A research study published in Autism journal finds that Wellmind Health’s, Be Mindful can be effectively used by adults with autism to help reduce anxiety.
The study was supported by City, University of London, and the Medical Research Council. The research demonstrates that those individuals with autism who can effectively engage with online tools, can benefit from online interventions, including Be Mindful.
Access to face-to-face mindfulness-based (MBT) and cognitive behaviour therapies (CBT) is limited for people with autism. This research uncovers the value of self-guided therapies as good alternatives, following further research.
The research demonstrates that over 75% of participants who reported moderate to severe levels of anxiety experienced reduced symptoms 3-months after online MBT and CBT interventions. With benefits maintained after 6-months for over half of participants. This represents a significant and sustained reduction in anxiety.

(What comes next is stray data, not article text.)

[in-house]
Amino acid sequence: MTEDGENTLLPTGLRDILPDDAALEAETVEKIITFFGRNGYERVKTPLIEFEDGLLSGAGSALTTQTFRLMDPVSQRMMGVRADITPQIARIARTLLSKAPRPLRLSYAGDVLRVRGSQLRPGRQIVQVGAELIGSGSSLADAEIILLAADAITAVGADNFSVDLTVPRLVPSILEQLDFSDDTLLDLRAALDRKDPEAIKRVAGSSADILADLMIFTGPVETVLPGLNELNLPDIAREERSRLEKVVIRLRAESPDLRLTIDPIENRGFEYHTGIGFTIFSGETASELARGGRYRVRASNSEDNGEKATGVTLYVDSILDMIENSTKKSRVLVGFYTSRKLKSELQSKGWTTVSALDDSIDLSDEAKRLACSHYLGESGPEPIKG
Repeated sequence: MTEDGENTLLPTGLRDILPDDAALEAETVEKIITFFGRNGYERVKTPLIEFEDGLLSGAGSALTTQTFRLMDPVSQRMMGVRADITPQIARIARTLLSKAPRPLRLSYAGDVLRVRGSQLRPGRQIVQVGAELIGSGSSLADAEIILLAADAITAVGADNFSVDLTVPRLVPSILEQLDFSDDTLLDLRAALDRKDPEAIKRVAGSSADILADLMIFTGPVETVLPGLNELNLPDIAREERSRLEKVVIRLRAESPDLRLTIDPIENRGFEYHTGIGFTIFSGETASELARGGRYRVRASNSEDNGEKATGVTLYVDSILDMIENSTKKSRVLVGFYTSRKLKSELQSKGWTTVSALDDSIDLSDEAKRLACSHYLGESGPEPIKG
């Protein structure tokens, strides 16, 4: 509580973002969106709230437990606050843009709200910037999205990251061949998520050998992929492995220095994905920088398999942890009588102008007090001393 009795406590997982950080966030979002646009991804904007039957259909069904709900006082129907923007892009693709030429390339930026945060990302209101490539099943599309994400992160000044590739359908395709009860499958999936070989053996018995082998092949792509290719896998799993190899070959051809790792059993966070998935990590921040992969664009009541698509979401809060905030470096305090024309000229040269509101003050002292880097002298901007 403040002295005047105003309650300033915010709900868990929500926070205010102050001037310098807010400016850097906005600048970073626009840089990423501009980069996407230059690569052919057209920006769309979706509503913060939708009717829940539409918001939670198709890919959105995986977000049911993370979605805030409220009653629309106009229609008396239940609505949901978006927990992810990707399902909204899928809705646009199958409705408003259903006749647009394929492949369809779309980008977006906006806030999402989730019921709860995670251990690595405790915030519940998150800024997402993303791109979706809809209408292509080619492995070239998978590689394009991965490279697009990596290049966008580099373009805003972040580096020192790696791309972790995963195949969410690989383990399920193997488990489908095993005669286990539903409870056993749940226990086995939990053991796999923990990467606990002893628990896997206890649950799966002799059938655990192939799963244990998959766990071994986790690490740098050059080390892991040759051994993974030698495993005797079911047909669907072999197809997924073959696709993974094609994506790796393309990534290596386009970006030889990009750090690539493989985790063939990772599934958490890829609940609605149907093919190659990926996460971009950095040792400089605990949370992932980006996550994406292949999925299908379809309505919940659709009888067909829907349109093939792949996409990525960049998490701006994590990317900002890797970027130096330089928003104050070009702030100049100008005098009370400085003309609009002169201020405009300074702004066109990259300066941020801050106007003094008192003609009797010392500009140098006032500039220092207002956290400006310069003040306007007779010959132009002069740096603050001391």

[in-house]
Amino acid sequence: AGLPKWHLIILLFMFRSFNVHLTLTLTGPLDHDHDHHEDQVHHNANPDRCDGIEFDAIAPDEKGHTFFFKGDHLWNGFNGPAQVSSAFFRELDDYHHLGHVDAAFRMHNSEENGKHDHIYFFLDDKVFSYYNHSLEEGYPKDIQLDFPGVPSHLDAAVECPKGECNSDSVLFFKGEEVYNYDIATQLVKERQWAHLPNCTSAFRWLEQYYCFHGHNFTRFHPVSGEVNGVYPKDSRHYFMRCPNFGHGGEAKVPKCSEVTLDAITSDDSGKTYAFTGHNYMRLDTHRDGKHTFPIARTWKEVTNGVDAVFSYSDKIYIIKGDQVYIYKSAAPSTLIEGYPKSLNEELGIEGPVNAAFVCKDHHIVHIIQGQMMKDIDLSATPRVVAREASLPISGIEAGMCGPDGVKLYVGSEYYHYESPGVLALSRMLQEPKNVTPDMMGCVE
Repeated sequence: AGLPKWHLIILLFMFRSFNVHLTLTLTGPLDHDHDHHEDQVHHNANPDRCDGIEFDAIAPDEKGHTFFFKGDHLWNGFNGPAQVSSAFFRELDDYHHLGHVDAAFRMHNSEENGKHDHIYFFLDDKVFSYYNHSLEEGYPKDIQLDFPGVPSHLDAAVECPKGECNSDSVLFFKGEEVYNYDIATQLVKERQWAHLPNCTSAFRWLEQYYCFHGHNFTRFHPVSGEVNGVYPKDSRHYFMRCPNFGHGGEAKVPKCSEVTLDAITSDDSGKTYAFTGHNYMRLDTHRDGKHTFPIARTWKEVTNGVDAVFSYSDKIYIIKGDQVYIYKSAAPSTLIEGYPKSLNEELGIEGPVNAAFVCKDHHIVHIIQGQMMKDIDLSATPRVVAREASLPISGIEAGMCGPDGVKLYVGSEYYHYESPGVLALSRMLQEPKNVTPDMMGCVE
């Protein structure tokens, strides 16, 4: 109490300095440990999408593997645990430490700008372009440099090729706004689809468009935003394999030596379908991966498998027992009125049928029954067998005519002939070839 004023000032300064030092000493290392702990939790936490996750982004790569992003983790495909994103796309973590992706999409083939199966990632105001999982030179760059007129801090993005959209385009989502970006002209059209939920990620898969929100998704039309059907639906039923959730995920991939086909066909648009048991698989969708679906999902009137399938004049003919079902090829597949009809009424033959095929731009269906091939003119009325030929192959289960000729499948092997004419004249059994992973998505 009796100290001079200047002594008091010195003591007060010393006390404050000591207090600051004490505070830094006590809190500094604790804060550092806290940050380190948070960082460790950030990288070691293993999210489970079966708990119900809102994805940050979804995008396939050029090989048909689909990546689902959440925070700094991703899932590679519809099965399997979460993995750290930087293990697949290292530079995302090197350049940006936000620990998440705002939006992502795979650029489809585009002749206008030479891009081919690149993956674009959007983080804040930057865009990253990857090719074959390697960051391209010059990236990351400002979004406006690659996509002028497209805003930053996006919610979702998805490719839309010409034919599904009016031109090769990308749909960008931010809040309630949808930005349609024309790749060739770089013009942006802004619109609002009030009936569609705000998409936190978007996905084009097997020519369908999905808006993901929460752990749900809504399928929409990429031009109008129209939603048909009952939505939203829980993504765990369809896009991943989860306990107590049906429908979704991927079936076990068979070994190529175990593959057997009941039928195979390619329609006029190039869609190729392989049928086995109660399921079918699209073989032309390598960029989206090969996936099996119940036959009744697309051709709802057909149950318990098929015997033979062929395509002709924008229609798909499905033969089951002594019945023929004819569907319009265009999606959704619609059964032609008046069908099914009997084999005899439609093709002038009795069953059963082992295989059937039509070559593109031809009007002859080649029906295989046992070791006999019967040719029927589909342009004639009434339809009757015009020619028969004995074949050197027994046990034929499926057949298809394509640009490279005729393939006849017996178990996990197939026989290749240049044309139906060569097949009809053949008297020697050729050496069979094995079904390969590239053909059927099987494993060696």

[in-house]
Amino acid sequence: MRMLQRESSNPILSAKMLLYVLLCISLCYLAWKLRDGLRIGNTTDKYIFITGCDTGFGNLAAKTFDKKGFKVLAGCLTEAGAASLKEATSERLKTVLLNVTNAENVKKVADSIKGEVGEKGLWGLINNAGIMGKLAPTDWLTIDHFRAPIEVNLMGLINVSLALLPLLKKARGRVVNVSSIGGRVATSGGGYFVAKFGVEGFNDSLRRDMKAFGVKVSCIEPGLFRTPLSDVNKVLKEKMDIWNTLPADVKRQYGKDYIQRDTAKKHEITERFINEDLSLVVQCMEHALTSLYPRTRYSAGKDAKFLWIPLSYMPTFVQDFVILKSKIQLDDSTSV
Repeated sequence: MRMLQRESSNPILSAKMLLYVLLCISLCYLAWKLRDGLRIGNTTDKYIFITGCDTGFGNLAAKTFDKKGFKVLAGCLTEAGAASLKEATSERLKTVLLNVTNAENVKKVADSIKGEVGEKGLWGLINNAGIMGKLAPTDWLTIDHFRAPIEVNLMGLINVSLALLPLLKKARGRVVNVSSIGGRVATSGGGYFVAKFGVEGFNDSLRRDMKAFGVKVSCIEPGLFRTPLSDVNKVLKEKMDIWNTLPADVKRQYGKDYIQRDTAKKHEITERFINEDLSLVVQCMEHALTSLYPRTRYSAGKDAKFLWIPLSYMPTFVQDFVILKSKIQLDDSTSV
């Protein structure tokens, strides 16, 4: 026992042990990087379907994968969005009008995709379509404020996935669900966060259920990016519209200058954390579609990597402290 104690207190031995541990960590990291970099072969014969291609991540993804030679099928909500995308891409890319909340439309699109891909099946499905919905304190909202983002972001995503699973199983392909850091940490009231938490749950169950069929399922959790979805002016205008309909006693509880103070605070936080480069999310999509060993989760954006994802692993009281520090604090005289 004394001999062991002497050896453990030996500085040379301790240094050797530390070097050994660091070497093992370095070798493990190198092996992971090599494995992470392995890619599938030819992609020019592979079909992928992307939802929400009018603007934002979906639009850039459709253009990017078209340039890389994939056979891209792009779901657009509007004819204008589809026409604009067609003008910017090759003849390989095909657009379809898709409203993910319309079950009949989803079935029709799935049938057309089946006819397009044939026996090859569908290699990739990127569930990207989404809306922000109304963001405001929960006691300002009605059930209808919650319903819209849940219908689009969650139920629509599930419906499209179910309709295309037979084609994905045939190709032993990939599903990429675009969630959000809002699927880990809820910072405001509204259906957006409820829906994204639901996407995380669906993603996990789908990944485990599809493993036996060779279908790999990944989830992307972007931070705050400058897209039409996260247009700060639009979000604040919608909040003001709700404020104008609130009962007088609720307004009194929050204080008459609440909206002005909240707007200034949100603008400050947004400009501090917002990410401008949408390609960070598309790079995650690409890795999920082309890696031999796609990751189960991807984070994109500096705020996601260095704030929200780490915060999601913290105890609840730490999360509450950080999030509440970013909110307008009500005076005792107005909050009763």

One important finding is that the majority of participants completed the online programmes, which suggests that online MBT and CBT are acceptable to many adults with autism. Wellmind Health’s Be Mindful programme saw 88% participant retention. This is speculated to reflect “the fact that the Be Mindful platform scaffolds continued engagement through weekly e-mail reminders” (p.12).
The pilot study calls for further investigation into the benefits of online MBT and CBT therapies for individuals with autism. Promisingly, mindfulness-based online therapy could prove to have a significant role in addressing the ‘intolerance of uncertainty’ and ‘emotional acceptance’ the majority of individuals with autism reported in this study as the roots of their anxiety.
“We were pleased that Be Mindful was found to be effective at reducing anxiety in autistic adults and particularly happy with an 88% retention rate, which significantly supports the use of online mindfulness-based therapy. We hope to support the team in exploring this area of research further”
Reference: Gaigg, S. B., Flaxman, P. E., McLaven, G., Shah, R., Bowler, D. M., Meyer, B., ...South, M. (2020). Self-guided mindfulness and cognitive behavioural practices reduce anxiety in autistic adults: A pilot 8-month waitlist-controlled trial of widely available online tools. Autism, 24(4), 867–883.